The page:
More needs to be said about that odd property of living things that we call “instinct”—and never pause to think about what instinct is. Established about life so far is that 1) organization (template-based, ascended from that first life), 2) survival (danger avoidance and throughput of energy-providing food) and 3) exponential reproduction constitute observable and distinguishing characteristics of every entity we can all agree is “alive.” But there is a fourth characteristic which is seldom discussed, even by those who understand evolution very well indeed, and so we shall now discuss it.
I have spoken above of each living organism’s inner “urge” to accomplish life’s simple mandates. It is clear that this urge exists, otherwise the brand new infant still inside its egg would not bother to peck its way out. Why bother? “The urge” forces us to bother. Without this compelling urge none of us would bother to get out of bed each morning. But we do. We each and every one have a compelling urge to get up and go.
And there is plenty of evidence that this urge is “built in.” When spoken of at all it’s referred to as “instinct,” though that word fails to explain anything at all. Instinct is easy to see in the animal kingdom, where “animals” are things that, in general, can move about from one place to another, unlike plants which mostly cannot. Without being told, the new first-time mammal mother lays on her side and turns her mammaries toward her new babies—and they struggle to grasp the teats with their little mouths, and then they suck. These things happen “instinctively” in every mammal species—no exceptions. This characteristic we call “instinct” is not as obvious in plants as it is in ambulatory animals because plants, being “planted” so to speak in one place for a lifetime, don’t much move. But it’s in there all right, vigorous and self evident in every living plant on earth, all doing much more than you’re aware of to achieve their mandate to survive and reproduce. So what is it, this irresistible primal urge we call instinct?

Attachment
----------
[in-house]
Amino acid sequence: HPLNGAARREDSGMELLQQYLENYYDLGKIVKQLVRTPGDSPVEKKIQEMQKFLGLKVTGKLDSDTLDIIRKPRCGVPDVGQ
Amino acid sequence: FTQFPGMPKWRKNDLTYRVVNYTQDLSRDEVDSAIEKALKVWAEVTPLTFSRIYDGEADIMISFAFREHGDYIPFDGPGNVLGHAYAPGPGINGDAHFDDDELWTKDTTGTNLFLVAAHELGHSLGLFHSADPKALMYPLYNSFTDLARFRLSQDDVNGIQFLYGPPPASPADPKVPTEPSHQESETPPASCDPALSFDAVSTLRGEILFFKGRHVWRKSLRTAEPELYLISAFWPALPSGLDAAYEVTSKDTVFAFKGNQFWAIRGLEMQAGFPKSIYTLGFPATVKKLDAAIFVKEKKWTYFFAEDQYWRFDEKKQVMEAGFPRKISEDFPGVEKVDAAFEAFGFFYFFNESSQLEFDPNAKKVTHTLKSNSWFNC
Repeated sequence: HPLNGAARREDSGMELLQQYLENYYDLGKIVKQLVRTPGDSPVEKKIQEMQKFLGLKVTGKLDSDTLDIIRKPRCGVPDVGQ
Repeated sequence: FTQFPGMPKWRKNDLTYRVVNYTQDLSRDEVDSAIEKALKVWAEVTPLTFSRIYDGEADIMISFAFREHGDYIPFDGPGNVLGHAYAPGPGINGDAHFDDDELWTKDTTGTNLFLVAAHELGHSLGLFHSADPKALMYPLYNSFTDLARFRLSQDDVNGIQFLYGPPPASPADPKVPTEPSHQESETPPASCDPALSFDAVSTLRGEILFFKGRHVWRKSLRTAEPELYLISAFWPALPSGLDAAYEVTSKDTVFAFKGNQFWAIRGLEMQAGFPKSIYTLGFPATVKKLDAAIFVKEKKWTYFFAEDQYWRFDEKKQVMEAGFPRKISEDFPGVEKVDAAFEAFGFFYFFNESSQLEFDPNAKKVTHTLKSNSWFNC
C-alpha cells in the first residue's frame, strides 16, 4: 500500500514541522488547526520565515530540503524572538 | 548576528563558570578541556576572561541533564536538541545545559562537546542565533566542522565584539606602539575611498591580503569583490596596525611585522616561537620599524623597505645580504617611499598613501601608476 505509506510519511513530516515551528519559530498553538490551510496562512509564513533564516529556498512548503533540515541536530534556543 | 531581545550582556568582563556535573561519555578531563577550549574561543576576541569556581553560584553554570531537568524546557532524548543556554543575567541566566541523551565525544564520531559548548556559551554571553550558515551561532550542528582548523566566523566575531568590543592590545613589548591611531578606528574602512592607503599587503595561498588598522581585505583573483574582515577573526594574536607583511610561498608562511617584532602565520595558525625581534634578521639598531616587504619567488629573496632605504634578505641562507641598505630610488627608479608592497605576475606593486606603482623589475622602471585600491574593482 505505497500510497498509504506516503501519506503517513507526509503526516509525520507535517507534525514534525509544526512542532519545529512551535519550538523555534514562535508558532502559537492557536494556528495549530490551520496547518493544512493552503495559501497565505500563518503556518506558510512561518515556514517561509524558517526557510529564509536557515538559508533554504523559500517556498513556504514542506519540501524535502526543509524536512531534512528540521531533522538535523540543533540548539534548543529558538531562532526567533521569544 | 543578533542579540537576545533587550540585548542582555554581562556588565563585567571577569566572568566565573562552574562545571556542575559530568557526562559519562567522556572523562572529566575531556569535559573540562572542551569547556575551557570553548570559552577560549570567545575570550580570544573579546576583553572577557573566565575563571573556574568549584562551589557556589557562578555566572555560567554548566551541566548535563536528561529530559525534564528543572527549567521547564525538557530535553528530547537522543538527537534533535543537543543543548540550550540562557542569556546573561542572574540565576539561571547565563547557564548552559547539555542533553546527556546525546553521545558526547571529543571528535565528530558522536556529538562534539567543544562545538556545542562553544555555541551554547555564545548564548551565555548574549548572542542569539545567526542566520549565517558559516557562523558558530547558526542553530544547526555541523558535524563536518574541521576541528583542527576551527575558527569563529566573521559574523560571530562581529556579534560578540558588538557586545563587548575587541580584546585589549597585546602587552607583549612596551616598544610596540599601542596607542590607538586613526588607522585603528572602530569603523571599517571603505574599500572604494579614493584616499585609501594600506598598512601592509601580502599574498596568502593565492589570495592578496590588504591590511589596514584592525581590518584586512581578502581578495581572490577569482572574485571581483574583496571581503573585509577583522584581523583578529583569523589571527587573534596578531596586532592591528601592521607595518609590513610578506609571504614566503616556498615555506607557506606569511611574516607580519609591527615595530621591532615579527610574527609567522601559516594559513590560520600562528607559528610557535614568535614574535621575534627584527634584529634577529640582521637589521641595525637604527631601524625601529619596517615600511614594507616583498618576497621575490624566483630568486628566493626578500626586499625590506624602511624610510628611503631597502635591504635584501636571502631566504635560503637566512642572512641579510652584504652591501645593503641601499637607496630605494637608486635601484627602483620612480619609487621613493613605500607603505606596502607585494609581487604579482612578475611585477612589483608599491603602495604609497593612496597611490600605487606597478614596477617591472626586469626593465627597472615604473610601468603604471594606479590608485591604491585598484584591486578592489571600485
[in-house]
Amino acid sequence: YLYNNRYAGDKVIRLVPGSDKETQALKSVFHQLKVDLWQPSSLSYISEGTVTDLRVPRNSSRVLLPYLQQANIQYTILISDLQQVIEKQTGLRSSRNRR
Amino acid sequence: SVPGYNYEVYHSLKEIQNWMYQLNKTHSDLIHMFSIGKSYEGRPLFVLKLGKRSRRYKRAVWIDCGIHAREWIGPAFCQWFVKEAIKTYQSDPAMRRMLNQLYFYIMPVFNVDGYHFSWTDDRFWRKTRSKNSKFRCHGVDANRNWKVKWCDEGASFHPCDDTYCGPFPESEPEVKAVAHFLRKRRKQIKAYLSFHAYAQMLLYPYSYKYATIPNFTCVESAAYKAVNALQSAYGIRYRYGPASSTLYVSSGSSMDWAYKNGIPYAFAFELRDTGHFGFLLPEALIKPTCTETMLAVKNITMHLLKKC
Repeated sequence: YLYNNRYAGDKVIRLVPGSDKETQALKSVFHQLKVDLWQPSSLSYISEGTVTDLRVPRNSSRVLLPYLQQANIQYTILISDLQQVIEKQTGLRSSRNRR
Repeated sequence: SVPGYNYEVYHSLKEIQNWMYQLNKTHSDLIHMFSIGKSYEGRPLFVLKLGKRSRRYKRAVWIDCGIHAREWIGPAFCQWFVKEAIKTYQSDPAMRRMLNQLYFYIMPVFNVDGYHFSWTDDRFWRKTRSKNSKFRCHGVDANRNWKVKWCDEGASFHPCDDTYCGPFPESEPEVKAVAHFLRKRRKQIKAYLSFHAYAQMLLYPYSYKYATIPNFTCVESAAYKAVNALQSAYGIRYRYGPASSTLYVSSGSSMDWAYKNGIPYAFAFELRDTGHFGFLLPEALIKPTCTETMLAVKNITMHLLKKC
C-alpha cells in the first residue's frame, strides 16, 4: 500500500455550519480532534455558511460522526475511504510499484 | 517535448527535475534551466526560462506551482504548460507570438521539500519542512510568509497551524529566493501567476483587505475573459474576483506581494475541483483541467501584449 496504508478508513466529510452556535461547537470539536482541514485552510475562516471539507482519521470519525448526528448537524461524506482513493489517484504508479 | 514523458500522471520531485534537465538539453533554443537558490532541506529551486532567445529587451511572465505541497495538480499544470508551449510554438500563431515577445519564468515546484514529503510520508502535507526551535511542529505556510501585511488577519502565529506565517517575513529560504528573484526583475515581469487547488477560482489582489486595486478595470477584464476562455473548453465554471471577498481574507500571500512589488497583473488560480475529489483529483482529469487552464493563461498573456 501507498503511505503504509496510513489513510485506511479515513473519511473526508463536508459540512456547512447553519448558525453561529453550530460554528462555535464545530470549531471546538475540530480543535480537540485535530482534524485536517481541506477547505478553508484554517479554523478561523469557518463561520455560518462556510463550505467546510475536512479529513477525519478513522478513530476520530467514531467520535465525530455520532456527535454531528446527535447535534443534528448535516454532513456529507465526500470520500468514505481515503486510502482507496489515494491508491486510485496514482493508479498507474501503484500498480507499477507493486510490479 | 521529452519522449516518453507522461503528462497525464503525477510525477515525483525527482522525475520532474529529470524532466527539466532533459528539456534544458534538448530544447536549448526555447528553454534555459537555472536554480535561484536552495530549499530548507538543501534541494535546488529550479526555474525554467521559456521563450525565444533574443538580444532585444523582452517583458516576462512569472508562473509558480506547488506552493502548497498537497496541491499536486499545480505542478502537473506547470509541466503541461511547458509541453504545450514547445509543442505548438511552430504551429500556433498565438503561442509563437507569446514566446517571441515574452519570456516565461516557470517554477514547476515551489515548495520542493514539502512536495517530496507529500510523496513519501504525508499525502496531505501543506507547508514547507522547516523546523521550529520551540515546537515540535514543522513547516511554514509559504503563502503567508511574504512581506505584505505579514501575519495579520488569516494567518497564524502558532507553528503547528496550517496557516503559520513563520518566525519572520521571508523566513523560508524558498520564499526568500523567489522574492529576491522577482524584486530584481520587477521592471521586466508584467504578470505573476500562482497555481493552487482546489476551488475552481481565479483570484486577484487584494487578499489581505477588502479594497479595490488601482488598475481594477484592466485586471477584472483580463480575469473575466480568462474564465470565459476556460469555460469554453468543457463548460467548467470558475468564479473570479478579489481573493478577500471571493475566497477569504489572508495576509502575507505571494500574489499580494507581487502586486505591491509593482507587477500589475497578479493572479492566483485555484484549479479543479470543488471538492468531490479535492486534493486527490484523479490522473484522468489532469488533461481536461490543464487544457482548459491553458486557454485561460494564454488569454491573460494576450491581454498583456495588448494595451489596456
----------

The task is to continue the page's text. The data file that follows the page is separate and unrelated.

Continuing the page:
It goes by many names. All are poorly defined and include words without any real meanings, such as “life force” and “consciousness.” We all agree that something called consciousness exists, because we’re quite sure we ourselves have it inside us—we personally experience it. Life force is a little shakier. Bearing comparable uncertainty is “intelligence,” that indefinable something which is plain to see in our children but not in the neighbor’s heathen whelps. And what if I said “spirit,” or even “soul.” How about photosynthesis? Is life force okay? Is your mindset open today? What is instinct?
Have you ever looked deep into the eyes of your dog and seen intelligent adoration looking back? Have you watched deer younglings at play, leaping, twisting in midair, frolicking joyfully in a big pile of leaves, mama deer standing sedately, protectively nearby, watching the kids play? Watched a crow use a stick-tool to pull in some tasty edible? Seen grieving elephants solemnly laying branches over one of their kin who lays there newly dead? Talked with a parrot that clearly understands and uses syntax, an undeniably sophisticated feature of human language? Seen a chimp mother crying over her dead baby for weeks after it died? Watched a worm learn and remember its way through a maze? Seen what dolphins can do, how they act, seen the evidence of how smart they must really be if we could but understand the way they think?